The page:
The Santa Fe Trail Update
The Dallas Morning News published an article last week regarding the status of the Santa Fe Trail construction through E. Dallas. It’s an interesting and timely article. Phase 2 of the trail is being constructed at this very time. I live in the Casa Linda area less than two miles from the bike trail around White Rock Lake. I office in the Lakewood Shopping Center perhaps a mile from the current “beginning” of Phase I of the Santa Fe Trail. These two trails will soon be linked. I’m excited! This trail happens to very conveniently be located in just the right spot to make a difference in my bike commuting and bike enjoyment. I would like to make a few comments about the article.
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“TRAIL TO NOWHERE?”
Not exactly. This is where the Santa Fe Trail currently ends at Hill St. That is I-30 in the background.
The bridge that you see down the bicycle trail in this next photo is crossing Peak St.; there is another bridge a little farther down that crosses Haskell. Look closely and you will see a man on a bicycle coming torwards me. He and a woman rode past me as I was taking pictures and said hello to me as they did so. Did they seem shocked that this bike trail currrently dead-ends into the back-end of a warehouse district near Fair park? No, not at all. Would some people freak out and think that they were about to die? Yes.
The next photo (sorry about the shadow, Chris) that you see is the view back toward Main St. down Hill St. as you come off the bike trail. You are about two blocks from Main, and you emerge on Main about halfway between Peak and Exposition Park. You are right next to the new DART Green Line to Fair Park. In fact, Phase 3 of this trail will continue this particular section another block or so until it buts into the DART right-of-way and goes in one direction to Baylor Hospital (where I was born) and in the other direction to Fair Park. I officed in this neighborhood for several years. There are homelsss guys wandering around, but it isn’t that bad. I have never had any problems down here.
Clearly, this end of the trail is a work in progress. But when you come off of this trail, you’re five minutes from Baylor Hospital. You’re ten minutes from Fair Park (I commuted on this trail to the State Fair this year). You’re ten minutes from downtown. The ride down Main all the way through Deep Ellum is great, and on a weekend, you have downtown practically to yourself . Now, at this point in time, would I recommend that one of my female friend’s from Plano come and ride this trail alone at night? No, but I wouldn’t recommend that anyone do that. During the day, it’s not too terrible of an area, and I ride through here pretty often by myself. But I’d prefer to ride with someone else. You’re basically paralleling I-30 and Columbia through E. Dallas. You decide.
“THE OTHER END: WOODROW WILSON H.S.”
Here is the lovely old E. Dallas high school where the other end of the trail currently ends/starts. This is about five minutes by bike from my Lakewood office. It is located on S. Glasgow near Santa Fe Ave:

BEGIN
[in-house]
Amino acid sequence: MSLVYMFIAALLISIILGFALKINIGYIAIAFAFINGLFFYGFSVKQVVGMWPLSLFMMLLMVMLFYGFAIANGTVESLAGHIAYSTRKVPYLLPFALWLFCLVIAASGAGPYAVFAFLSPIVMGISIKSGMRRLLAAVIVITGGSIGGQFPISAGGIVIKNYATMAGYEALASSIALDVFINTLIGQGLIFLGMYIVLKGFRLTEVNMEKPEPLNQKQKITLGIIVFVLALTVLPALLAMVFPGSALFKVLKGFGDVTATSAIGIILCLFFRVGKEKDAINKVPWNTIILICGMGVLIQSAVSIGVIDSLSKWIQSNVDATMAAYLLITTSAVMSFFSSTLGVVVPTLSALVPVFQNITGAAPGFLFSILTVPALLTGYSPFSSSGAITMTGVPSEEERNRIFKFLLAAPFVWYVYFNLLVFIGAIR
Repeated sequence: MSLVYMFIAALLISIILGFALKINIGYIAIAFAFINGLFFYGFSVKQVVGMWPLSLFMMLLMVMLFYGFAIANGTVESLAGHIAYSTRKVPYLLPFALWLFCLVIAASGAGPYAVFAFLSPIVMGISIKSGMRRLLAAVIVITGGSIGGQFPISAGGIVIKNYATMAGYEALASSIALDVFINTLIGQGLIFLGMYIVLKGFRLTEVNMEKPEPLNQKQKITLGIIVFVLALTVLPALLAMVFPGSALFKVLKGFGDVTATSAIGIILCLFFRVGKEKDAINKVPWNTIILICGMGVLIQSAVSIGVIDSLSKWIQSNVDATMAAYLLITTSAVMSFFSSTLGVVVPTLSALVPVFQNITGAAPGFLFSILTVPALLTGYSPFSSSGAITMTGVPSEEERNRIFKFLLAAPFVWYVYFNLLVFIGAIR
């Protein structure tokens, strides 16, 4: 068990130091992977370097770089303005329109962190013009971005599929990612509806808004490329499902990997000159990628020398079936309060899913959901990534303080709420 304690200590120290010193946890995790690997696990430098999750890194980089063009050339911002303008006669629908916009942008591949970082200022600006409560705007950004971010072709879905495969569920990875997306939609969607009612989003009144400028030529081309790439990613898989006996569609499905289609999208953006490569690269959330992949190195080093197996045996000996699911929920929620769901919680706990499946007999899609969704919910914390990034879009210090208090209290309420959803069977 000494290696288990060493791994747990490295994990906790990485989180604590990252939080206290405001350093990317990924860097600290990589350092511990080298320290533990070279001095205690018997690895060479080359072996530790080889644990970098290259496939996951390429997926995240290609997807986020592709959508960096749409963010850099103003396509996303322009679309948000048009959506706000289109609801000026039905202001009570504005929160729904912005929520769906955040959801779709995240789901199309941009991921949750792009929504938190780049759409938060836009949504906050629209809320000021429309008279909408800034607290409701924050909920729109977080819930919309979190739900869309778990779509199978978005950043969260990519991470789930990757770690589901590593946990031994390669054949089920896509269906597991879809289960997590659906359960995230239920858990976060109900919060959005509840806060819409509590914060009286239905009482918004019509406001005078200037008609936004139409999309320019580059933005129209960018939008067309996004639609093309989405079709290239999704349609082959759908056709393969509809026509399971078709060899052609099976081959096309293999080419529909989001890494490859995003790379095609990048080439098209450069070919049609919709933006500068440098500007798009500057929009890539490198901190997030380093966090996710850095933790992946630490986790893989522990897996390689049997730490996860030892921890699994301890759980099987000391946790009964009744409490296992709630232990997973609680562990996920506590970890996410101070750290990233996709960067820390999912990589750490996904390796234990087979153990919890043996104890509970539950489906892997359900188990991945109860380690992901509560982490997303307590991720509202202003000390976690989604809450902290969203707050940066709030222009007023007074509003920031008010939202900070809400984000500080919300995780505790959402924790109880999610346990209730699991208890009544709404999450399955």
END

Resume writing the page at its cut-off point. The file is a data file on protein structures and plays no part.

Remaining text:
This next photo shows where they are working on the trail behind the high school as they begin the extension of the trail to White Rock Lake. This is where the trail begins to get a bit woodsier and will be less urban:
The trail will then go through some older neighborhoods before it goes under E. Grand Ave. and curves back around to go over Garland Rd.. This next photo shows where the trail will go by bridge over Garland Rd. Long-time Dallas residents will recall this as the former location of the railroad bridge that used to chop the tops off of all the 18 wheelers that came through here. The 7-11 in the distance is right by the Spillway on Garland Rd. at Winsted Dr. They sell beer there. I think that they also sell those “power drinks” that so many bicyclists consume, but I’m not certain about that. I’m certain about the beer, though. And there is a liquor store across the street.
Here is a view of the prep work being done to put in the bridge:
This next photo is a view back the other way to see the approach to the bridge through the woods. There is a little encampment of homelss people that live about a hundred yards from this bridge. They have lived there for years. I keep wondering how much longer they will be able to stay there and harass people for money on Gaston Ave. once there are about a thousand people a day going through there on bicycles, as well as Dallas P.D. bike patrols. They say that bike trails are a great way to begin to clean up and invigorate these sorts of slightly rundown urban areas that the police have ignored. It brings activity and people into an area. Generally speaking, that’s good. I guess we’ll see what happens.
Finally, a better shot across Garland Rd.:
As you can see, they are beginning work on the supporting column for the bike bridge out there in the median strip. On the other side of Garland Rd., they only need a few hundred yards of trail to connect to the trail around White Rock. Apparently, it is the timing of the actual completion of the bridge itself that will dictate when this trail opens. But it should be within six months, perhaps less. And when it opens, if you can get to the White Rock Trail, you can get to downtown Dallas. The inter-connectedness of the City of Dallas’ bike trails continues.
Stay tuned to Biking in Dallas for more updates.
Michael W. Hubbard
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